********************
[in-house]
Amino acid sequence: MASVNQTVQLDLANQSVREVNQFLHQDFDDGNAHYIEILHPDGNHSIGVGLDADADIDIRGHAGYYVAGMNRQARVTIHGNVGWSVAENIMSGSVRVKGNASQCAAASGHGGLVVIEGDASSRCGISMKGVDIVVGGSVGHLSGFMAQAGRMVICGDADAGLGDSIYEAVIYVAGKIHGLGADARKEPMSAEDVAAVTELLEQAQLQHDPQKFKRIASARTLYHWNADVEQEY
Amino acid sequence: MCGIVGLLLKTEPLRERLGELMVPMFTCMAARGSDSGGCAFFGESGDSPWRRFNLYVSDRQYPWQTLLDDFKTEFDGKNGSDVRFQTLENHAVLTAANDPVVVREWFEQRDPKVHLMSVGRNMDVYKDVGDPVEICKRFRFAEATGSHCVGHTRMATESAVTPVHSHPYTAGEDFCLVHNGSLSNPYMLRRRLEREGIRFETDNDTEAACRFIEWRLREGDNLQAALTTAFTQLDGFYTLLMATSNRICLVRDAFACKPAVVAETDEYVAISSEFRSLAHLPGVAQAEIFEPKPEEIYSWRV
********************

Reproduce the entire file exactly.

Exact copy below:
[in-house]
Amino acid sequence: MASVNQTVQLDLANQSVREVNQFLHQDFDDGNAHYIEILHPDGNHSIGVGLDADADIDIRGHAGYYVAGMNRQARVTIHGNVGWSVAENIMSGSVRVKGNASQCAAASGHGGLVVIEGDASSRCGISMKGVDIVVGGSVGHLSGFMAQAGRMVICGDADAGLGDSIYEAVIYVAGKIHGLGADARKEPMSAEDVAAVTELLEQAQLQHDPQKFKRIASARTLYHWNADVEQEY
Amino acid sequence: MCGIVGLLLKTEPLRERLGELMVPMFTCMAARGSDSGGCAFFGESGDSPWRRFNLYVSDRQYPWQTLLDDFKTEFDGKNGSDVRFQTLENHAVLTAANDPVVVREWFEQRDPKVHLMSVGRNMDVYKDVGDPVEICKRFRFAEATGSHCVGHTRMATESAVTPVHSHPYTAGEDFCLVHNGSLSNPYMLRRRLEREGIRFETDNDTEAACRFIEWRLREGDNLQAALTTAFTQLDGFYTLLMATSNRICLVRDAFACKPAVVAETDEYVAISSEFRSLAHLPGVAQAEIFEPKPEEIYSWRV